Same but Different

So tonight I decided to get my son back outside for a bit. It’s funny how everything can become so terrifying. I used to walk him almost every evening. There is a nice paved walkway in a frisbee golf park behind the house. It’s pretty much a mile from my door, through the park and back so it makes for a nice little walk. Since he got sick back in November I have been so nervous about getting him out but tonight I figured we both needed a little “fresh air therapy.” We’ve been locked up in the house this week.

It was really a nice walk, it was still a little warm but there was a nice breeze blowing. I enjoyed the breeze, Chris not so much. Hopefully he will get used to it – we live in Oklahoma so he’s going to have to! We only saw about three people while we were walking. My mind can race and it sure did tonight. I noticed why each person “appeared” to be there. My assumptions of course can be wrong, but hey – it was my imagination. Anyway. One young man was exercising his dog, another lady was pushing a stroller and the other person was walking – my guess is to lose weight – but again it’s only an assumption.

The young man passed us twice since it’s an out-and-back route. Both times he spoke in a friendly manner, without actually generating any conversation. The lady with the stroller looked the other way as we passed by while she was sitting on the bench. And the other lady at least nodded in our direction. I started thinking that it seemed we were all in the same place, at the same time but with entirely different agendas. We used the same park, at the same temperature, dealt with the same wind and walked on the same pavement. But all of our motives and purposes were entirely different. I began to feel very disconnected. To them. To others. In life.

I realized the park scenario was very parallel to how I feel in general. I’m in this world, walking through life with a lot of people doing the exact same thing – but we are so disconnected. Our worlds do not overlap. I go my way (on the same path) and everyone else does the same. It can be so easy to get caught up in what I have to do that I do not have any regard for anyone else on life’s path. It can be so easy to live for the moment – and live in our own little worlds without thinking about others at all. I did a devotion called “Quietly Discarded” that kind of makes that point and talks about being politely ignored. I guess the lady on the bench got me to thinking about it. But we really get that a lot – people really do not know what to do with us – we don’t look like the typical picture of life and so it’s easier to ignore than to look at the “ugly” parts of life.

In many ways I feel like I just don’t belong in life’s picture. I’m here along with everyone else – but my walk is not like anyone else’s. It’s funny because we can all say that really. But I feel the disconnect from “normal.” At first, I feel angry about that. I get mad that I have gotten used to pushing my son everywhere in a wheelchair and learned how to navigate it through tight spots like most stores. You should see me at the grocery store, I’ve done quite well. I can push Chris with one hand and pull a cart with the other. We make a nice little train. But it makes me mad that I have to adjust to that. Tonight I was mad that we were different. I missed my son walking and talking with me. We had coffee together today – he drank a little – I drank a lot. But I remembered sitting on the porch with him literally for hours as we discussed God and church from many angles. We could dissect scripture and talk for hours only to realize we had no real solutions while we went through pots of coffee. I miss that. That’s when I get upset and start a horrible downward emotional spiral. I’m learning to catch myself.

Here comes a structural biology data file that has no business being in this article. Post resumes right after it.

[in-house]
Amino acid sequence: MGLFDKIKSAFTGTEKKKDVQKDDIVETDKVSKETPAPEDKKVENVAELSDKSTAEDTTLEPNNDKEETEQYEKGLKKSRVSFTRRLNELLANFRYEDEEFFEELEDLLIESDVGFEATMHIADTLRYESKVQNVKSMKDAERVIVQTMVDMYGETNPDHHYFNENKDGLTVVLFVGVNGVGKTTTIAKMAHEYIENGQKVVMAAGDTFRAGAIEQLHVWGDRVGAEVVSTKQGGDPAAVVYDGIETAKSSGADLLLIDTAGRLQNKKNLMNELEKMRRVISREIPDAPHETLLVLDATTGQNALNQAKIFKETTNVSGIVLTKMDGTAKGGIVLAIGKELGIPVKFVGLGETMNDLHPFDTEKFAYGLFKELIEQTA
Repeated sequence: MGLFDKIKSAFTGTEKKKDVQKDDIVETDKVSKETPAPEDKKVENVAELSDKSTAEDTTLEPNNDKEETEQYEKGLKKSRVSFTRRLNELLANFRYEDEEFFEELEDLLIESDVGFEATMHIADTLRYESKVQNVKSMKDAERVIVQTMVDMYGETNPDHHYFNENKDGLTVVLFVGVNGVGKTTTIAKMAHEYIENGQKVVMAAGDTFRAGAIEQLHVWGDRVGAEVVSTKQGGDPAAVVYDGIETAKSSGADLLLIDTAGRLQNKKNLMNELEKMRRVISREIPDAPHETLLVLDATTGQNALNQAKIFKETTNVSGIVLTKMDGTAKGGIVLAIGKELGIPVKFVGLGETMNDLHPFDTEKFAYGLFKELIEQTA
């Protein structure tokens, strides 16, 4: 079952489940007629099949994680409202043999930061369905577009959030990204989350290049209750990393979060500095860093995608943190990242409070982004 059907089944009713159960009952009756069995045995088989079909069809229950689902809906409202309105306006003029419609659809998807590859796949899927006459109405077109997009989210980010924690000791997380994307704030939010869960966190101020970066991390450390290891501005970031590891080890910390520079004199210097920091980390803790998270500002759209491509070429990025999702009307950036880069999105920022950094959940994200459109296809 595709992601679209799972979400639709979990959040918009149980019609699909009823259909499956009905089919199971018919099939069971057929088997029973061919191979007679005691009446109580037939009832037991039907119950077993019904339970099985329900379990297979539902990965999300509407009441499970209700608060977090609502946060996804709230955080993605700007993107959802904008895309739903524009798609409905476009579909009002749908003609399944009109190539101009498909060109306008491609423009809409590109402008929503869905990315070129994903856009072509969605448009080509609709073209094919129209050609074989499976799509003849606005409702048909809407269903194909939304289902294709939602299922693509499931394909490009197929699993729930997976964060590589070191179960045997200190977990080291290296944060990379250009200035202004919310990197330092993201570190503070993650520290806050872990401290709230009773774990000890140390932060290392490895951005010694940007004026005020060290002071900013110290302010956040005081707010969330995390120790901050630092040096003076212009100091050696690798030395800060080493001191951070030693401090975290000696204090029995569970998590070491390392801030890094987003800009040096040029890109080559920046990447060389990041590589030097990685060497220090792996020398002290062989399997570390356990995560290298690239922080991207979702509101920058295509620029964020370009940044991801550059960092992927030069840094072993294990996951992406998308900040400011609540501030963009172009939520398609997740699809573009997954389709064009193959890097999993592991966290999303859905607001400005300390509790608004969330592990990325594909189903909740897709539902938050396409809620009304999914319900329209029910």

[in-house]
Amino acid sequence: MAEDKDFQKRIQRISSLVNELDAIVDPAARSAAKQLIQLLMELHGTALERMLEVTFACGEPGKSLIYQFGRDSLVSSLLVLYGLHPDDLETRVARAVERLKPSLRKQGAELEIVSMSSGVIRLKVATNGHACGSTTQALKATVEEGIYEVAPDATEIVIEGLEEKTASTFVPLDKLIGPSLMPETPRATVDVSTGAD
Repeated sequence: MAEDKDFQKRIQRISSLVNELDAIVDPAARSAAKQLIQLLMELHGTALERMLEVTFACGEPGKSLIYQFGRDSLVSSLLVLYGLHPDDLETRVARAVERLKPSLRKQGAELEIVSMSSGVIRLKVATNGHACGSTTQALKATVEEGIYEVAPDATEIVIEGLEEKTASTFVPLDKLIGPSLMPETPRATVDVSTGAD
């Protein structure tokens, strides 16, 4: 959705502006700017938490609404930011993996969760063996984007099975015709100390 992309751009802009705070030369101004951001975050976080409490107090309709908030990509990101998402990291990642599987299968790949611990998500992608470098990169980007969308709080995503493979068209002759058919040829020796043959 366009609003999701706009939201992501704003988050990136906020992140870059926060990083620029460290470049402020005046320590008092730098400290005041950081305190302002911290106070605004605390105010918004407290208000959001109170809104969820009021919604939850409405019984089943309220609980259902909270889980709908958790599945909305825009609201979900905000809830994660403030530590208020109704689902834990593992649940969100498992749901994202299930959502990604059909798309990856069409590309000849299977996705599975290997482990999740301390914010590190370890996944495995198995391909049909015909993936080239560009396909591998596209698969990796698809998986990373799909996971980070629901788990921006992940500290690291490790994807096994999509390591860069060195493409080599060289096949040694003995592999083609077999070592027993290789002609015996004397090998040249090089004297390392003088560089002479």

So tonight I had to choose once again to forgive. And I chose to be thankful -for many things. One is that Chris is still breathing for as long as there is breath there is hope of better days. I get really frustrated when he does not respond favorably – on days like today. But I have to keep pushing on, moving my feet and trying. People keep telling me how strong I am but on days like today I feel so vulnerable and weak. I’m reminded of a scripture which helps me refocus my energy and efforts on the things that matter:

And He has said to me, “My grace is sufficient for you, for power is perfected in weakness.”

Most gladly therefore, I will rather boast about my weakness, so that the power of Christ may dwell in me.

Therefore I am well content with weakness, with insults, with distresses, with persecutions, with difficulties,

for Christ’s sake; for when I am weak, then I am strong. (2 Cor. 12:9-10) NASB

 

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